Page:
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C bean nations call for resumption of FTAA talks 1
Web Posted - Wed Sep 28 2005
THE Free Trade Area of the America (FTAA) negotiations, which have been stalled, faces several competing agendas both in the hemisphere and globally. As such, these have helped to diminish its political and economic priority for many countries in the hemisphere.

The FTAA is an ambitious free trade arrangement which 34 hemispheric nations  excluding Cuba  are trying to fashion. However, it has lost its way with the January 2005 deadline for the official start to its functioning having long passed.

Recently Caribbean countries have called for a restart to the negotiations.

Attempts by the United States and Brazilian Trade Negotiating Committee (TNC) co-chairs to revive the talks have been unsuccessful. At the outset of 2005, both co-chairs signalled that they were actively exploring ways to re-launch the embattled talks. However, the co-chairs have not met in months, initially having cited scheduling problems.

Save for repeated statements from certain countries, including CARICOM countries, reaffirming a commitment to the FTAA, there has been a hiatus in the process, with no clear guidance on the way forward.

In as much as the August 25 Puebla meeting presented an important opportunity for interchange, it took place at a time when circumstances are far from propitious for a re-launch of negotiations.

At the hemispheric level, the US has pushed ahead with separate, faster bilateral trade agreements with several countries involved in the FTAA process. This has prompted a re-evaluation of strategic trade options by various countries in Latin/Central America, as it regards utilising the FTAA as a springboard for securing access to the US market.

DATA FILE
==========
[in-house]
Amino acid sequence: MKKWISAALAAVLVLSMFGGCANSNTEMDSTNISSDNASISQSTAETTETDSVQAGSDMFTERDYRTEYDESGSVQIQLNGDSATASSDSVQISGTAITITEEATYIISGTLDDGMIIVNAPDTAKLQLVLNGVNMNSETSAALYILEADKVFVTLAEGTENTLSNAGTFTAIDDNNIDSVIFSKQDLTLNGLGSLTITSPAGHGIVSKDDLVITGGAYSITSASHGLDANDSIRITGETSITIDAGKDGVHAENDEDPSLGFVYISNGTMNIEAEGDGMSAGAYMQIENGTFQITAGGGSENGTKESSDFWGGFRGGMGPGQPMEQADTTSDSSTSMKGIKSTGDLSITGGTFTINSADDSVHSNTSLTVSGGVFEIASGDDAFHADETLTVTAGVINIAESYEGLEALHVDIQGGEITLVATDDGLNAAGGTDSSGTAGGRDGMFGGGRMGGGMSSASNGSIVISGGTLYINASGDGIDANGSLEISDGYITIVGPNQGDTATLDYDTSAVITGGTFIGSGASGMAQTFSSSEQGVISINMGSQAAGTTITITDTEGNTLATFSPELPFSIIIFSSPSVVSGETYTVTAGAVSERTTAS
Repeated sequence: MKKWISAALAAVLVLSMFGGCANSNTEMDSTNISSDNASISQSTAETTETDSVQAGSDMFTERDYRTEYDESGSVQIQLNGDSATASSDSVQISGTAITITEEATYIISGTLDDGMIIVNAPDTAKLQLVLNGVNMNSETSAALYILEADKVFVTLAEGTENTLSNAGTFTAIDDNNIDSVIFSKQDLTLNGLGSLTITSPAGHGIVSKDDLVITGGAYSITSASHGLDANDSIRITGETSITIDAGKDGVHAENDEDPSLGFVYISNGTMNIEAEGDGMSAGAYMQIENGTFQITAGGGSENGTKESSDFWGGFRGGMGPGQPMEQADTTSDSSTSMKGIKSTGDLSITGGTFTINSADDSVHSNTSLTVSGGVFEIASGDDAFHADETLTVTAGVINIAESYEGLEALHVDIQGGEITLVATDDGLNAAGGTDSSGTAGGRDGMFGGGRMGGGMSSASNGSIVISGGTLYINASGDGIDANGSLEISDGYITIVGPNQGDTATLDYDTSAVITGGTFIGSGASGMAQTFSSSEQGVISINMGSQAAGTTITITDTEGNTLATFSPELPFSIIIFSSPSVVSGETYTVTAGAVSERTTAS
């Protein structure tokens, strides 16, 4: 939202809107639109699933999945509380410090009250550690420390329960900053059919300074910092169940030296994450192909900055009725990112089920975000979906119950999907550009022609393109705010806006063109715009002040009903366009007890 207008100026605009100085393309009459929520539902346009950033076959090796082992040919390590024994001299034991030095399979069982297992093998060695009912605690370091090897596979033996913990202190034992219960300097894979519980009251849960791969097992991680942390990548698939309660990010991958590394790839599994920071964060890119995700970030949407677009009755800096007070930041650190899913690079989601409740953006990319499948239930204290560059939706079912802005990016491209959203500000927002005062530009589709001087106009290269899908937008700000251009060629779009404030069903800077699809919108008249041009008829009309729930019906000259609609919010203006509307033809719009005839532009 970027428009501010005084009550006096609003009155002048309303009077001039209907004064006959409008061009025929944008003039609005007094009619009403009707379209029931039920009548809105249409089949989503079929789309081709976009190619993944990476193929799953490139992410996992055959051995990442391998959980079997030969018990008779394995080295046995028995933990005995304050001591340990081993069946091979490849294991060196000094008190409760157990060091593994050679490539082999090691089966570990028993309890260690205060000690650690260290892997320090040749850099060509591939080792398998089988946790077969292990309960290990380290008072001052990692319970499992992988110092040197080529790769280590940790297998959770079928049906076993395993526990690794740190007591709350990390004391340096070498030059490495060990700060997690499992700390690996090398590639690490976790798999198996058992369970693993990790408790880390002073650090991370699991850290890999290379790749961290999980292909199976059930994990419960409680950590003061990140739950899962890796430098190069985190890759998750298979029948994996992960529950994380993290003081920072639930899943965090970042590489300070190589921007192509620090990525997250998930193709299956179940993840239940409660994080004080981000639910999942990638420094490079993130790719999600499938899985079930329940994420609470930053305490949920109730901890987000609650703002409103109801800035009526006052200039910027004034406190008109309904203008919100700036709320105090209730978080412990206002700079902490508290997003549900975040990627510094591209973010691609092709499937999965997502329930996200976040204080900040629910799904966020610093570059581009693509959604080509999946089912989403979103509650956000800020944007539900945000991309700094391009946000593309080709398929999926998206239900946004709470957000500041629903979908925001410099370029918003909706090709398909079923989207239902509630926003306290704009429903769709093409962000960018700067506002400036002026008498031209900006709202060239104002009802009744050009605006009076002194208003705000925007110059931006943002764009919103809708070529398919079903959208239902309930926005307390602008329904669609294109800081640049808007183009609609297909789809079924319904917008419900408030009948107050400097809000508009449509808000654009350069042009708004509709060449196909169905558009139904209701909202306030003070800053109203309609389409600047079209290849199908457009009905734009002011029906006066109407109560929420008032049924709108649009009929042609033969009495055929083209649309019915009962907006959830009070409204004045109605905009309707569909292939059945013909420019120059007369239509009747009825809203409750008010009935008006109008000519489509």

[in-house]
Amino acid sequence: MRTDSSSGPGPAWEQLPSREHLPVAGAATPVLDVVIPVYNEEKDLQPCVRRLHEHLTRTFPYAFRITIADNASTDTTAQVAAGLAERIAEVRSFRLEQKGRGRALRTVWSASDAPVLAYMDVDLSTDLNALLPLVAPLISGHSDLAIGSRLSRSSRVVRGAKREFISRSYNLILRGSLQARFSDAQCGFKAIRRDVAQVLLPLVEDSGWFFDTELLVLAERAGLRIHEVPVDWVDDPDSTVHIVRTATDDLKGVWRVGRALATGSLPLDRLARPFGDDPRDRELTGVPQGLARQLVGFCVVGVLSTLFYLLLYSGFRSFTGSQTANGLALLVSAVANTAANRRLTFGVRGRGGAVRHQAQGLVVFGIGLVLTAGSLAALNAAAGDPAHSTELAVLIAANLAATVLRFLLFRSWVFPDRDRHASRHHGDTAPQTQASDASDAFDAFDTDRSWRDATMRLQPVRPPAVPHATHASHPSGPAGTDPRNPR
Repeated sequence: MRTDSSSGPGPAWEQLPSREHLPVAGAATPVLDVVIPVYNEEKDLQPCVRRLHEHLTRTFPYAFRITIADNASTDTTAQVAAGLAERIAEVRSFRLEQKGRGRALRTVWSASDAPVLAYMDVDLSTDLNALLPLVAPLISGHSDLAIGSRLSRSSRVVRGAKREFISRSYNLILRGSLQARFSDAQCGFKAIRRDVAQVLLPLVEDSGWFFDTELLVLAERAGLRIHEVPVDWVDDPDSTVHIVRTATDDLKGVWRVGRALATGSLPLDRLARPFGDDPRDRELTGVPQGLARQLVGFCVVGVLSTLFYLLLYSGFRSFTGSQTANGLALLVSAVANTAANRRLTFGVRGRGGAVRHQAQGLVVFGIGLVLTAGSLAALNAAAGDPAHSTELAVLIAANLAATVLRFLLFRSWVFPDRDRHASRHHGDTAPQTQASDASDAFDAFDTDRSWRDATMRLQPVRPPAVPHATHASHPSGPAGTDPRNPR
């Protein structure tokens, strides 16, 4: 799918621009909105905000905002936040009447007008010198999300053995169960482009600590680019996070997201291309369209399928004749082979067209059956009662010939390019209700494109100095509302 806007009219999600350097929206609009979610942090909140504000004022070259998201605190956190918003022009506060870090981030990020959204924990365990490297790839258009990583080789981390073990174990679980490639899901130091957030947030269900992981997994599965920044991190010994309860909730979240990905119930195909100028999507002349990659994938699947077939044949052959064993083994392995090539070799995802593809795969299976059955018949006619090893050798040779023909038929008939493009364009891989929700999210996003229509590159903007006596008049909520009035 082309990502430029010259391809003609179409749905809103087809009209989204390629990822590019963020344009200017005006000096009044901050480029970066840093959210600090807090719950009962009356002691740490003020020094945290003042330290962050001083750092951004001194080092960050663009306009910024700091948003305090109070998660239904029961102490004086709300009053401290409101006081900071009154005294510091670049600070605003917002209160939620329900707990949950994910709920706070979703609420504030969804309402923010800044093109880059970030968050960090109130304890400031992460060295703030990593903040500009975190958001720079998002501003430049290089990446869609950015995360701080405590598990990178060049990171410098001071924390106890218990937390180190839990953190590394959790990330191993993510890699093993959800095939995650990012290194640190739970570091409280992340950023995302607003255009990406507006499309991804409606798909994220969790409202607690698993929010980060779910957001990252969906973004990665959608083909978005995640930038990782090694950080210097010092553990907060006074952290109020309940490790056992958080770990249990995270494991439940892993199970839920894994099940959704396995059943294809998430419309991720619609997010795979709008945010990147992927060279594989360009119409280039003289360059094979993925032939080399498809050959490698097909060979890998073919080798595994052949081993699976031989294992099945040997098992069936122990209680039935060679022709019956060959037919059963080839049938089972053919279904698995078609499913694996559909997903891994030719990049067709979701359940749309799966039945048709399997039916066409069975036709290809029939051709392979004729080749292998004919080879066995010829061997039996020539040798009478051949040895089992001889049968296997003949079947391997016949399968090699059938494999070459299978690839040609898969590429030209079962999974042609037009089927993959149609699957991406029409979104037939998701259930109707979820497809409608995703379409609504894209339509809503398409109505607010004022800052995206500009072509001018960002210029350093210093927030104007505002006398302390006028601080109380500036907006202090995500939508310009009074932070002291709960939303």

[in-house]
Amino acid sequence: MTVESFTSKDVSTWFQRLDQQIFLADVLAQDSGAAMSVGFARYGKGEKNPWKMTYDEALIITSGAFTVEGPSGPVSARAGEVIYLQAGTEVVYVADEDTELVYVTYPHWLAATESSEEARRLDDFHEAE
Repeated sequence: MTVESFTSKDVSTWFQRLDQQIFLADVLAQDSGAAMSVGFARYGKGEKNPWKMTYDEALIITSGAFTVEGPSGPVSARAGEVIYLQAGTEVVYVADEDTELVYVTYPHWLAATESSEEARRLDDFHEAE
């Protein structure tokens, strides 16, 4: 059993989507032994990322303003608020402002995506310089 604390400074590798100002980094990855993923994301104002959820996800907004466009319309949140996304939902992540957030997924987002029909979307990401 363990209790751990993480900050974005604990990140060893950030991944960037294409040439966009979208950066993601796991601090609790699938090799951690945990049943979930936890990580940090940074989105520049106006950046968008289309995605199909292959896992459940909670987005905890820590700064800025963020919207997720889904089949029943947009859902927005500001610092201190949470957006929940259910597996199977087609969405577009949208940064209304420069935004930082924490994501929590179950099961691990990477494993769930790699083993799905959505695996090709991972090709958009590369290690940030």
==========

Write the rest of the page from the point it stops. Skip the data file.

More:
MERCOSUR, in particular Brazil, is seeking to consolidate its own sub-regional integration process, and has embarked on an aggressive campaign to extend and consolidate trade relations and other strategic alliances within and outside of Latin America.

Waning support for the FTAA has also been evident over the last several months, notwithstanding recent policy pronouncements by the principal players reaffirming continued commitment to the goals of the FTAA. Certain countries have openly suggested that WTO Doha Round negotiations remain their fundamental and main priority, and that the Americas-wide trade pact is off the agenda. Recent changes announced at the US Trade Representatives office, in particular the reassignment of deputy USTR Ambassador Peter Allgeier, the current US TNC co-chair in FTAA talks to the WTO, will most likely also impact on the FTAA process.

The successful re-launch of FTAA negotiations requires a pragmatic re-dimensioning of the scope of the trade agreement under negotiation. Consensus on a simpler, more efficacious structure of negotiations is needed if the completion of the FTAA is not to be jeopardised. This can be achieved by defining the scope of the FTAA as the core issues, which had previously commanded consensus. The subjects, issues and extent of liberalisation not in the consensus could be added to the accord in a subsequent round of negotiations. A unified structure would improve chances for a re-launch of the process of hemispheric trade negotiations; and by removing the most contentious elements from the negotiations thereby enhancing the feasibility of completing them. ¢